I’ve been fortunate to be able to target these fish throughout most of their natural range and in all of their different haunts, and that’s what this film is all about. My portion of the film was shot in my home state of Virginia, hunting open-water giants on Chesapeake Bay, where it’s not uncommon for us to cast to big schools of 40- to 70-pound reds floating on the surface. The redfish on the cover of this magazine was caught in Chesapeake Bay while we were out filming Hooked On: Redfish. We also have smaller juveniles in the creeks and flats of the Chesapeake. Moving south into the Carolinas and Georgia, you can experience many of the same opportunities. The farther south you go along their natural range the more abundant redfish become, and the opportunities become widespread in many different water types.




While redfish right now are plentiful across their entire range, water quality issues are still threatening some of the country’s premier fisheries.

Capt. Chris Wittman, cofounder of Captains for Clean Water, says his favorite game is to stalk redfish in shallow, clear water, but decades of water mismanagement, pollution, and the draining of the Everglades is harming those types of fisheries on both coasts and in Florida Bay.

“Redfish are very dependent on sea grass flats and oyster bars,” says Wittman. “Water quality issues have resulted in the loss of sea grass and oyster bars on both the Gulf and Atlantic coasts. In 2015 Florida Bay lost over 50,000 acres of sea grass due to hypersaline conditions, and today Florida Bay is still suffering from algae blooms as a result of that die-off.”

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Captains for Clean Water has spent years educating the public about the importance of Everglades restoration and advocating for the cornerstone project of that restoration: the Everglades Agricultural Area Reservoir. The 10,500-acre storage reservoir and 6,500-acre stormwater treatment area—a manmade filter marsh—will significantly reduce polluted, nutrient-loaded Lake Okeechobee discharges to the St. Lucie and Caloosahatchee watersheds and increase the flow of clean fresh water to the Everglades.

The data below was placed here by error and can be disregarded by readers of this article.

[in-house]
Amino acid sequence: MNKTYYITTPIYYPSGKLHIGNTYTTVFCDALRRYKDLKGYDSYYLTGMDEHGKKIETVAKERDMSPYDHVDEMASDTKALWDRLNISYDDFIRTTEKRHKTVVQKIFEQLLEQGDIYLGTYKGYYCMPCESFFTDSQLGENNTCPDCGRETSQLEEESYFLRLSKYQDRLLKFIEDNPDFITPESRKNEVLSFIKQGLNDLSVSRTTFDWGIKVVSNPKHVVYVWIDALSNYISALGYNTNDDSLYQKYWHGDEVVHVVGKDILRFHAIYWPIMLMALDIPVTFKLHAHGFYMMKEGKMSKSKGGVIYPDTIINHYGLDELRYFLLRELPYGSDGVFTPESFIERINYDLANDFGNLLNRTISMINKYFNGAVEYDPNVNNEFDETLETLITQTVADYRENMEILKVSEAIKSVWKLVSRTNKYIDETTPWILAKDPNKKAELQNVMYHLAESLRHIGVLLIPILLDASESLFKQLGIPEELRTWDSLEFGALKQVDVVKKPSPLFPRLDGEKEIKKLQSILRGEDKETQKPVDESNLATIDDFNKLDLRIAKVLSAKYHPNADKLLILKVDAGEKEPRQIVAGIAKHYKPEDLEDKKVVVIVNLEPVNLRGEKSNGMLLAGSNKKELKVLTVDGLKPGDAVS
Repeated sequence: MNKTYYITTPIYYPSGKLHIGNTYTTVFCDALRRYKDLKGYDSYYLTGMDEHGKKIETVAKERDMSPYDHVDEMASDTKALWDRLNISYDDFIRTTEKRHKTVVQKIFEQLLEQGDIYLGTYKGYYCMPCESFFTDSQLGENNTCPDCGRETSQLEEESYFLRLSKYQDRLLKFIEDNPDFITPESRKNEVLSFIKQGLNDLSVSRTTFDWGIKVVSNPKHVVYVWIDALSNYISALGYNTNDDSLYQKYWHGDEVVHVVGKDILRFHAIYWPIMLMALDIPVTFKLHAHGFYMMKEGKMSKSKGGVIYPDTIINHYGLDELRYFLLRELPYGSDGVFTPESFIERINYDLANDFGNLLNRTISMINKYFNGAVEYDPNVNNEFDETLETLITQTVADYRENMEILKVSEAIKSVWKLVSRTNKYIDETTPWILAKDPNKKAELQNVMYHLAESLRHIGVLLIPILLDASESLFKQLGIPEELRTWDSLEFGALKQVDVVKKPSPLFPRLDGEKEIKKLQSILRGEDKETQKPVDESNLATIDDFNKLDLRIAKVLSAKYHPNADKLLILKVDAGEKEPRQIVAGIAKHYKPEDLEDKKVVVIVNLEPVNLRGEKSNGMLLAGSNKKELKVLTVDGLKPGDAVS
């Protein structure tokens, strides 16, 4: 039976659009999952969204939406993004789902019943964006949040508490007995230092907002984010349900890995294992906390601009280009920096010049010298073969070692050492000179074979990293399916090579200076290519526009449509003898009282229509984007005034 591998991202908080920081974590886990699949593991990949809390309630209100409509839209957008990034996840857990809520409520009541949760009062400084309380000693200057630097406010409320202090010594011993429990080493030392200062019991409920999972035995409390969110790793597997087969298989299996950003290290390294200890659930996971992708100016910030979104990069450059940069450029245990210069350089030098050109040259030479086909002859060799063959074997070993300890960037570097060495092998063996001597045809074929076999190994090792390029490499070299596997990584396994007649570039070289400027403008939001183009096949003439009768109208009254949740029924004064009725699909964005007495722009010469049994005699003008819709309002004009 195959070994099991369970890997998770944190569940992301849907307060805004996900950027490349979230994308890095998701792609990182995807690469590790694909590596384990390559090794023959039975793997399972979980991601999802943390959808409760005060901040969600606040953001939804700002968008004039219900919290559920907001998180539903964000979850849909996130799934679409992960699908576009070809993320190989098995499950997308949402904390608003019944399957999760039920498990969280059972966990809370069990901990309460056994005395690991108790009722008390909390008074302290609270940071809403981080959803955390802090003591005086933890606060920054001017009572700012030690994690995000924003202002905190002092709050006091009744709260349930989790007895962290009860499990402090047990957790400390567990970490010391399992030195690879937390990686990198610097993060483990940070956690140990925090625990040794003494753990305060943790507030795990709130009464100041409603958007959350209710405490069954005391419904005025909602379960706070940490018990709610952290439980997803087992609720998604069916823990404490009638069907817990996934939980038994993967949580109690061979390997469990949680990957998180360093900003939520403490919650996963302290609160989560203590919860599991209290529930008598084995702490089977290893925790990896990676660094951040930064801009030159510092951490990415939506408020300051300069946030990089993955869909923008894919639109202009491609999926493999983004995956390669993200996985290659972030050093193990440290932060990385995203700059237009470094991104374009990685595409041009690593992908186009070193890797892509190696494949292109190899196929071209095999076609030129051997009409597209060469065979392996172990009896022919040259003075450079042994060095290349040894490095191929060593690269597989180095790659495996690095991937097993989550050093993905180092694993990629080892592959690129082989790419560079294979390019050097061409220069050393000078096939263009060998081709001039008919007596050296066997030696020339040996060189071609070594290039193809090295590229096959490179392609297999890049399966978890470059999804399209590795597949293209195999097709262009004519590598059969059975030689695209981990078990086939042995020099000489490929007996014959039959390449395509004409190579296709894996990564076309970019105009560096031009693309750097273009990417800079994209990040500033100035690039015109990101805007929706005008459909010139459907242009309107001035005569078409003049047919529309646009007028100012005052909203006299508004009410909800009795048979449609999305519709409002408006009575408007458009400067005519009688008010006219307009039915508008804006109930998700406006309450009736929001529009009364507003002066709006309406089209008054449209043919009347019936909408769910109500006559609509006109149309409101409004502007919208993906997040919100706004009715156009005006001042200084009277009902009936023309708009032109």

Tactics And Techniques

Redfish occupy diverse habitats, and the tactics and techniques to catch them are equally varied. One of their best attributes is that there are so many ways to catch them. There’s no way I can catalog all the different strategies here, but we can start by breaking it down into shallow- and deep-water scenarios.

Fly angler fishing grass flats for redfish
In shallow water, redfish become technically challenging as their field of vision shrinks and the fish become wary. The best flies for grass flats and salt marshes are shrimp and crab imitations that land softly, yet sink quickly to where the fish can see them. (Blane Chocklett photo)

Shallow-water sight fishing is definitely the most exciting. There are several tactics and techniques to consider, depending on the situation and region. Redfish can be easy to catch or technically challenging, depending where you’re targeting them, and what they are feeding on. Redfish eat a variety of food items, including shrimp, worms, crabs, and many types of baitfish from pogies (menhaden) to glass minnows and mullet. To say they are opportunistic is an understatement—pretty much anything they come across is food.

In deeper, open water, intermediate lines work well with baitfish imitations. You can work your flies over bottom structure, in deeper channels adjacent to marshes and flats, and obviously where the fish show themselves, or where you can see schools of baitfish or birds diving.

In water like this, I use baitfish imitations like Polar Changers, Finesse Changers, and Feather Changers in the right sizes and colors to match what you’re seeing in the water. Other popular baitfish imitations include Clouser Minnows, Bendback-style flies, and Kinky Muddlers.

Sometimes in deeper water, redfish gather in pods or even large schools numbering hundreds of fish. Large numbers of fish can cause competition and aggression—and unbelievable action. If you can find a school of a few hundred big redfish, you are in for a thrill.

In these situations, a floating line and topwater flies like poppers, Crease Flies, and jerkbait-style flies will cause exciting explosions. I remember one particular day on Chesapeake Bay, we located a school of big reds just floating near the surface in calm,  open water without another boat in sight. There were about 1,000 fish, and they were all over 35 pounds—many of them over 50 pounds and 50 inches. It was something pulling up to a sight like that!